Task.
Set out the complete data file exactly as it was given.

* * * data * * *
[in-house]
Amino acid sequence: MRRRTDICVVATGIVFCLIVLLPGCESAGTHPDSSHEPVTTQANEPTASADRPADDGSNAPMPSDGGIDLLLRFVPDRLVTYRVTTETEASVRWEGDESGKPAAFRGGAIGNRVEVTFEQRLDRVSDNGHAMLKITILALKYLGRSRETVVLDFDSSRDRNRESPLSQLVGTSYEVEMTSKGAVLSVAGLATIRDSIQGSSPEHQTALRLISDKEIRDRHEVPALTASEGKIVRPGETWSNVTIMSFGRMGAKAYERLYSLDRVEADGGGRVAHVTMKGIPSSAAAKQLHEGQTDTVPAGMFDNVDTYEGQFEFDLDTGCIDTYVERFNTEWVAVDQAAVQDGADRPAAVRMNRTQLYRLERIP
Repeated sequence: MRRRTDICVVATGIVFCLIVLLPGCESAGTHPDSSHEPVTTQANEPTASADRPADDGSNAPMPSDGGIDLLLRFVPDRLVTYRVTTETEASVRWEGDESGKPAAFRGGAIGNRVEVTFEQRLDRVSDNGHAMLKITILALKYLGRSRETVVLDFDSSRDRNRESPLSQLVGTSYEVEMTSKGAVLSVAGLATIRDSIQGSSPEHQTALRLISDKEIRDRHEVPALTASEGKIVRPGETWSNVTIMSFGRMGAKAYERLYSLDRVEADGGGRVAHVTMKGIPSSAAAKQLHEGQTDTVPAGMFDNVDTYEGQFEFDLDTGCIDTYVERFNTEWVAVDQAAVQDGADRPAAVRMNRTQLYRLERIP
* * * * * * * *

[in-house]
Amino acid sequence: MRRRTDICVVATGIVFCLIVLLPGCESAGTHPDSSHEPVTTQANEPTASADRPADDGSNAPMPSDGGIDLLLRFVPDRLVTYRVTTETEASVRWEGDESGKPAAFRGGAIGNRVEVTFEQRLDRVSDNGHAMLKITILALKYLGRSRETVVLDFDSSRDRNRESPLSQLVGTSYEVEMTSKGAVLSVAGLATIRDSIQGSSPEHQTALRLISDKEIRDRHEVPALTASEGKIVRPGETWSNVTIMSFGRMGAKAYERLYSLDRVEADGGGRVAHVTMKGIPSSAAAKQLHEGQTDTVPAGMFDNVDTYEGQFEFDLDTGCIDTYVERFNTEWVAVDQAAVQDGADRPAAVRMNRTQLYRLERIP
Repeated sequence: MRRRTDICVVATGIVFCLIVLLPGCESAGTHPDSSHEPVTTQANEPTASADRPADDGSNAPMPSDGGIDLLLRFVPDRLVTYRVTTETEASVRWEGDESGKPAAFRGGAIGNRVEVTFEQRLDRVSDNGHAMLKITILALKYLGRSRETVVLDFDSSRDRNRESPLSQLVGTSYEVEMTSKGAVLSVAGLATIRDSIQGSSPEHQTALRLISDKEIRDRHEVPALTASEGKIVRPGETWSNVTIMSFGRMGAKAYERLYSLDRVEADGGGRVAHVTMKGIPSSAAAKQLHEGQTDTVPAGMFDNVDTYEGQFEFDLDTGCIDTYVERFNTEWVAVDQAAVQDGADRPAAVRMNRTQLYRLERIP